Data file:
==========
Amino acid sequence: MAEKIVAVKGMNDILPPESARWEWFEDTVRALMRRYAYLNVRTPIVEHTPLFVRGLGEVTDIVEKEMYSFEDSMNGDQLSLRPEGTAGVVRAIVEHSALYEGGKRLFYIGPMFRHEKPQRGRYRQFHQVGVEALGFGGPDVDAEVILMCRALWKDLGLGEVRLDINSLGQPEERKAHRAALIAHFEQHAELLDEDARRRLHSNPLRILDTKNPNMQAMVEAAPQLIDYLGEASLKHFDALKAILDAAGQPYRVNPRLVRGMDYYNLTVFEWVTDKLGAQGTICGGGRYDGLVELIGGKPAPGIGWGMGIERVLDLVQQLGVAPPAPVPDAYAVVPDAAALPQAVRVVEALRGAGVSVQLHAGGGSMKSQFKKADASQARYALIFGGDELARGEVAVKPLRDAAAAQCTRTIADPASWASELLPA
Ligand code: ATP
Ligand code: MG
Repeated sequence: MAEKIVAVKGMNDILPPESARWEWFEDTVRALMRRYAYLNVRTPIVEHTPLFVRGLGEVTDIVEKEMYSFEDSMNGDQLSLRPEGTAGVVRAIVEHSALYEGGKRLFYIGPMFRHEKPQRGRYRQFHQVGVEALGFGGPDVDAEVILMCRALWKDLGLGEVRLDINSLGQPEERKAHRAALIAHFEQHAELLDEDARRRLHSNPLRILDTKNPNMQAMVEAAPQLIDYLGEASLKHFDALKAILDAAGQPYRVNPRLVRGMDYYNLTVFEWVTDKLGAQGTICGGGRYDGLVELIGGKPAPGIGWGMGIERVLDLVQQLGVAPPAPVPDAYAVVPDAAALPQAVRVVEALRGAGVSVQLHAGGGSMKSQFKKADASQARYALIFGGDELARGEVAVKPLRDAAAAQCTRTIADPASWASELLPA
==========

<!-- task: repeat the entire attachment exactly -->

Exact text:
Amino acid sequence: MAEKIVAVKGMNDILPPESARWEWFEDTVRALMRRYAYLNVRTPIVEHTPLFVRGLGEVTDIVEKEMYSFEDSMNGDQLSLRPEGTAGVVRAIVEHSALYEGGKRLFYIGPMFRHEKPQRGRYRQFHQVGVEALGFGGPDVDAEVILMCRALWKDLGLGEVRLDINSLGQPEERKAHRAALIAHFEQHAELLDEDARRRLHSNPLRILDTKNPNMQAMVEAAPQLIDYLGEASLKHFDALKAILDAAGQPYRVNPRLVRGMDYYNLTVFEWVTDKLGAQGTICGGGRYDGLVELIGGKPAPGIGWGMGIERVLDLVQQLGVAPPAPVPDAYAVVPDAAALPQAVRVVEALRGAGVSVQLHAGGGSMKSQFKKADASQARYALIFGGDELARGEVAVKPLRDAAAAQCTRTIADPASWASELLPA
Ligand code: ATP
Ligand code: MG
Repeated sequence: MAEKIVAVKGMNDILPPESARWEWFEDTVRALMRRYAYLNVRTPIVEHTPLFVRGLGEVTDIVEKEMYSFEDSMNGDQLSLRPEGTAGVVRAIVEHSALYEGGKRLFYIGPMFRHEKPQRGRYRQFHQVGVEALGFGGPDVDAEVILMCRALWKDLGLGEVRLDINSLGQPEERKAHRAALIAHFEQHAELLDEDARRRLHSNPLRILDTKNPNMQAMVEAAPQLIDYLGEASLKHFDALKAILDAAGQPYRVNPRLVRGMDYYNLTVFEWVTDKLGAQGTICGGGRYDGLVELIGGKPAPGIGWGMGIERVLDLVQQLGVAPPAPVPDAYAVVPDAAALPQAVRVVEALRGAGVSVQLHAGGGSMKSQFKKADASQARYALIFGGDELARGEVAVKPLRDAAAAQCTRTIADPASWASELLPA